Having Harvard monkeys die under medical watch at a school with such phenomenally bright students appears impossible at first, but at least four primate deaths — with the latest updates in terms of causes ranging from fatal entanglement with a chain to chemical power washing — have been cited in a recent case the University has been charged with this month. A total of 11 violations of animal health and welfare breaches were filed against the school due to wrongful vivisection (animal testing) accounts that amounted up to over $24,000 in fines. WebProNews shares the most recent information regarding this inhumane cruelty toward these helpless animals during experimentation at the New England educational center this Thursday, Dec. 19, 2013.
Four Harvard monkeys died while being studied at Harvard University within the 2011 and 2012 school year, whereas at least seven others suffered substantial poor treatment during that period. Not all of these monkey species involved are known at this time, but at least two of them included seriously endangered primates, the cotton-top tamarins, as well as Macaque monkeys.
The fine was only a relatively small $24,000, though the animal welfare violation charge has done its work in alerting people across the U.S. this week to the infractions being set against these animals at the primate testing facility at Harvard. Due to the New England Primate Research Center’s poor funding and lack of successful results, it will be mostly closed down this 2015. Any fine at all is considered quite rare for an institution, so animal rights activists feel it is at least a step in the right direction.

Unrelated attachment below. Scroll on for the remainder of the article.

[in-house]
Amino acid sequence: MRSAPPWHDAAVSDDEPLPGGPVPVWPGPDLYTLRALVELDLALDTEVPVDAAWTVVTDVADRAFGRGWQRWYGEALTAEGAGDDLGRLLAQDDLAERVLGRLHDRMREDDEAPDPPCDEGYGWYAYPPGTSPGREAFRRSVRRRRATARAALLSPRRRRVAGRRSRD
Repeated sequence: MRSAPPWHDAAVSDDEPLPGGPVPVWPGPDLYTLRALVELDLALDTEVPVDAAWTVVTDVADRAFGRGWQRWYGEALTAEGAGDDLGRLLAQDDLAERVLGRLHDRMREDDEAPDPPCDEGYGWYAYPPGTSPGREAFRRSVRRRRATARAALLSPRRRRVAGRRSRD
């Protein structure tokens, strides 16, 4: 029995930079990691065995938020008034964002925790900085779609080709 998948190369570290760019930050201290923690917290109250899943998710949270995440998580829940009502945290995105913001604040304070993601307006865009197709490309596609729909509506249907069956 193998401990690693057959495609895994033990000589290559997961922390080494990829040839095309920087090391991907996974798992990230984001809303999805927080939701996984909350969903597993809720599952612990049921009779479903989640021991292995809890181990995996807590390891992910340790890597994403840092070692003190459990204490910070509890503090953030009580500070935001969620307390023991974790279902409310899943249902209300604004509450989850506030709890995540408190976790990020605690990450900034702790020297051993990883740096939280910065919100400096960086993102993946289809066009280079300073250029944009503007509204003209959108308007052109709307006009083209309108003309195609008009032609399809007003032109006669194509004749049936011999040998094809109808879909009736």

While many ask how did Harvard monkeys die while being studied, the actual cause of deaths among these four primates in the 11 within the animal welfare violations are truly tragic. Fatal entanglement was cited as one after an animal became painfully bound in a toy that soon constricted it like a chain. At least two others were euthanized for severe dehydration; in one case, a watering device malfunctioned, while in another, a researcher forgot to give it water.
It is said that experts’ oversight or a lack of training contributed to the deaths. Another horrific case is that of power chemical washing, with one monkey even dying from being locked in a cage while it was thrown into a washer.
“How could someone not notice a monkey in a cage before loading the cage into a washer?” says John Pippin, M.D., F.A.C.C., the PCRM physician and Harvard graduate who submitted the petition. “Harvard administrators claim that the primate facility has improved standards, but monkeys continue to suffer in captivity and die painful deaths. We believe there is a serious ongoing risk for tamarins and all primates at the laboratory.”